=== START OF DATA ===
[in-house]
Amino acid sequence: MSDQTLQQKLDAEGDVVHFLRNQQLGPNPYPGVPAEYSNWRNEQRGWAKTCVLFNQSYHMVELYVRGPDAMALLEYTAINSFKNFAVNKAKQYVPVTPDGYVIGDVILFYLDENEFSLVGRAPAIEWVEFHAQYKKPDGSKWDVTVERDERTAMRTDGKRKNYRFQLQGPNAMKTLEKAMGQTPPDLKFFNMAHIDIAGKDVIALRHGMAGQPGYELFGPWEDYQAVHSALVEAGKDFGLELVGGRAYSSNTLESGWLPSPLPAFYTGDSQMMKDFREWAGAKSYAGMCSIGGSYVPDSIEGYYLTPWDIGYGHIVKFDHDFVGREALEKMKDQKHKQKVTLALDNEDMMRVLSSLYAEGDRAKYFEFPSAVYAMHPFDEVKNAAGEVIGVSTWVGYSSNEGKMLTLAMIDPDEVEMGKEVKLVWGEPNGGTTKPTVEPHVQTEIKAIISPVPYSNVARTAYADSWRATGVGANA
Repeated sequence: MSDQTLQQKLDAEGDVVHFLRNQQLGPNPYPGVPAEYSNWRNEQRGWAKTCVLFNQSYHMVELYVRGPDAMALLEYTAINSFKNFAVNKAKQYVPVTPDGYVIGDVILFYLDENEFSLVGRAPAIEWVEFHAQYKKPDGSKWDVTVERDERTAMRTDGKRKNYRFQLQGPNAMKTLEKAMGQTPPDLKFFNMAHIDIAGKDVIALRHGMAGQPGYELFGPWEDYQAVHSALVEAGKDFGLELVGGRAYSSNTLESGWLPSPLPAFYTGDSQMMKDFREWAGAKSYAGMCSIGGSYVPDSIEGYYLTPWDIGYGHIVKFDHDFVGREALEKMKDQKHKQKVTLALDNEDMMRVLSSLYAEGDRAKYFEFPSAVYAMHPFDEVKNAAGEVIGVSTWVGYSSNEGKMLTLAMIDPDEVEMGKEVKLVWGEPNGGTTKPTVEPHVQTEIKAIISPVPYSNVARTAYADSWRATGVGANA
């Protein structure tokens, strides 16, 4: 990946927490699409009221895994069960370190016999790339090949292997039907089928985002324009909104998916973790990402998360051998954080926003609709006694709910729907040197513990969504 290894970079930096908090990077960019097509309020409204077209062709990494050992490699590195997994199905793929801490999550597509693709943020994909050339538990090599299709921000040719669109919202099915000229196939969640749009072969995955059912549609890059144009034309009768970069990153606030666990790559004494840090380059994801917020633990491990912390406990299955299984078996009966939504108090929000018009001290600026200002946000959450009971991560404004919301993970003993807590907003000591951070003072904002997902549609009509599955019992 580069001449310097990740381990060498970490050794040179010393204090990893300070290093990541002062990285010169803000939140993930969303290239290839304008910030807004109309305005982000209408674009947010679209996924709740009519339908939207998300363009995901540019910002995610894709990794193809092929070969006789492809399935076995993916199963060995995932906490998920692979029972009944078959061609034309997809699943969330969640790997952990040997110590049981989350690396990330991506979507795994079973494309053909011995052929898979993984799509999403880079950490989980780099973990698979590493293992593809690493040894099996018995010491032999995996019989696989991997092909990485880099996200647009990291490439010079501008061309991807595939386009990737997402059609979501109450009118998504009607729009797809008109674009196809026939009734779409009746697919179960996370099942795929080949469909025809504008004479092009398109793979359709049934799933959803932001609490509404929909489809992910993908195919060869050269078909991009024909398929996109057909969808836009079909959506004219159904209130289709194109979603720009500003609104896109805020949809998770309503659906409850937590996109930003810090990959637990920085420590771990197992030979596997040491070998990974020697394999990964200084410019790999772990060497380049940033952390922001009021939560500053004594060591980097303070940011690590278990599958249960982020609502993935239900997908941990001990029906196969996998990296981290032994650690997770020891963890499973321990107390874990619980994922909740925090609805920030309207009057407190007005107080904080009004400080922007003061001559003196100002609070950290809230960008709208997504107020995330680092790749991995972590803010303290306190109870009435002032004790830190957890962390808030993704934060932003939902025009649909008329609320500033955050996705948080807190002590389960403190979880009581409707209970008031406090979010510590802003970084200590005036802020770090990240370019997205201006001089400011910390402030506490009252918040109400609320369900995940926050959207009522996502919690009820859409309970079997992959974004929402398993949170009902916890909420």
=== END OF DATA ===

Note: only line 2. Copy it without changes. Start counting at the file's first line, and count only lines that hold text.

Amino acid sequence: MSDQTLQQKLDAEGDVVHFLRNQQLGPNPYPGVPAEYSNWRNEQRGWAKTCVLFNQSYHMVELYVRGPDAMALLEYTAINSFKNFAVNKAKQYVPVTPDGYVIGDVILFYLDENEFSLVGRAPAIEWVEFHAQYKKPDGSKWDVTVERDERTAMRTDGKRKNYRFQLQGPNAMKTLEKAMGQTPPDLKFFNMAHIDIAGKDVIALRHGMAGQPGYELFGPWEDYQAVHSALVEAGKDFGLELVGGRAYSSNTLESGWLPSPLPAFYTGDSQMMKDFREWAGAKSYAGMCSIGGSYVPDSIEGYYLTPWDIGYGHIVKFDHDFVGREALEKMKDQKHKQKVTLALDNEDMMRVLSSLYAEGDRAKYFEFPSAVYAMHPFDEVKNAAGEVIGVSTWVGYSSNEGKMLTLAMIDPDEVEMGKEVKLVWGEPNGGTTKPTVEPHVQTEIKAIISPVPYSNVARTAYADSWRATGVGANA